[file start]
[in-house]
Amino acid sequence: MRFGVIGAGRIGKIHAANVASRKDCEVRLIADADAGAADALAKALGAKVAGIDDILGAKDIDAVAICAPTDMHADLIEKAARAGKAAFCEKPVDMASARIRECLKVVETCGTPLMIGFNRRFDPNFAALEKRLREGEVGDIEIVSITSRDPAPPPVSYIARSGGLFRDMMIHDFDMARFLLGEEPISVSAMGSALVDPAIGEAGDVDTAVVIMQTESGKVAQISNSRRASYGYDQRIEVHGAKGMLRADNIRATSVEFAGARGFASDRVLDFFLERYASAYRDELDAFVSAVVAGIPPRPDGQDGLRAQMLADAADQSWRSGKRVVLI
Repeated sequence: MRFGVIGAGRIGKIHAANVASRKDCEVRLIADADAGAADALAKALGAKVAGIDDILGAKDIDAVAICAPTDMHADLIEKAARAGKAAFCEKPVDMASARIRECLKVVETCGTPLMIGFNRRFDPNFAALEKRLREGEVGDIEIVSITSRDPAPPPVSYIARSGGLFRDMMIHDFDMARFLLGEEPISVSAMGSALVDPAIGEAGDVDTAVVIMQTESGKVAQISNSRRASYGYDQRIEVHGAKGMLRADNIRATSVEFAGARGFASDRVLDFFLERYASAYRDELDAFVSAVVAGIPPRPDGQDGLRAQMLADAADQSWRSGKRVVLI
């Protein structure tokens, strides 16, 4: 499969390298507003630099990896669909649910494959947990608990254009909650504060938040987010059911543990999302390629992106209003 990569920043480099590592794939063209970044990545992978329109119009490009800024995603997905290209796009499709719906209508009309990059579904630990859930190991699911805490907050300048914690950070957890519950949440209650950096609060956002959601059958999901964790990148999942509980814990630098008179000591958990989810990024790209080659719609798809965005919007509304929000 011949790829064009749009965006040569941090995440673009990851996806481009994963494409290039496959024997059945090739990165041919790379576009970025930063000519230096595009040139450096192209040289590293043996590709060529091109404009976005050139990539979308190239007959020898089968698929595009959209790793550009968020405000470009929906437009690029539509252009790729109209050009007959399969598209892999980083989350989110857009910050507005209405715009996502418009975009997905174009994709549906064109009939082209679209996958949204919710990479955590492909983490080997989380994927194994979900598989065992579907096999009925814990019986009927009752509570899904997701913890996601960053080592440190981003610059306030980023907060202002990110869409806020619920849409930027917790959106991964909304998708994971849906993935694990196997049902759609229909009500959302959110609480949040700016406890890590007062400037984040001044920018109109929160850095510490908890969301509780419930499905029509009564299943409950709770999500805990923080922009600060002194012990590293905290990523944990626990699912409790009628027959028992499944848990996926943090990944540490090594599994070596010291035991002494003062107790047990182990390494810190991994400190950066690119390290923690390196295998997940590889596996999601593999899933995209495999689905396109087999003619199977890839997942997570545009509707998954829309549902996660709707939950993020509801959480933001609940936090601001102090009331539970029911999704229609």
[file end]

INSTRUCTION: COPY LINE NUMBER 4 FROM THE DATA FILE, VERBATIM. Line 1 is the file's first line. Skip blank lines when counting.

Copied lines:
């Protein structure tokens, strides 16, 4: 499969390298507003630099990896669909649910494959947990608990254009909650504060938040987010059911543990999302390629992106209003 990569920043480099590592794939063209970044990545992978329109119009490009800024995603997905290209796009499709719906209508009309990059579904630990859930190991699911805490907050300048914690950070957890519950949440209650950096609060956002959601059958999901964790990148999942509980814990630098008179000591958990989810990024790209080659719609798809965005919007509304929000 011949790829064009749009965006040569941090995440673009990851996806481009994963494409290039496959024997059945090739990165041919790379576009970025930063000519230096595009040139450096192209040289590293043996590709060529091109404009976005050139990539979308190239007959020898089968698929595009959209790793550009968020405000470009929906437009690029539509252009790729109209050009007959399969598209892999980083989350989110857009910050507005209405715009996502418009975009997905174009994709549906064109009939082209679209996958949204919710990479955590492909983490080997989380994927194994979900598989065992579907096999009925814990019986009927009752509570899904997701913890996601960053080592440190981003610059306030980023907060202002990110869409806020619920849409930027917790959106991964909304998708994971849906993935694990196997049902759609229909009500959302959110609480949040700016406890890590007062400037984040001044920018109109929160850095510490908890969301509780419930499905029509009564299943409950709770999500805990923080922009600060002194012990590293905290990523944990626990699912409790009628027959028992499944848990996926943090990944540490090594599994070596010291035991002494003062107790047990182990390494810190991994400190950066690119390290923690390196295998997940590889596996999601593999899933995209495999689905396109087999003619199977890839997942997570545009509707998954829309549902996660709707939950993020509801959480933001609940936090601001102090009331539970029911999704229609």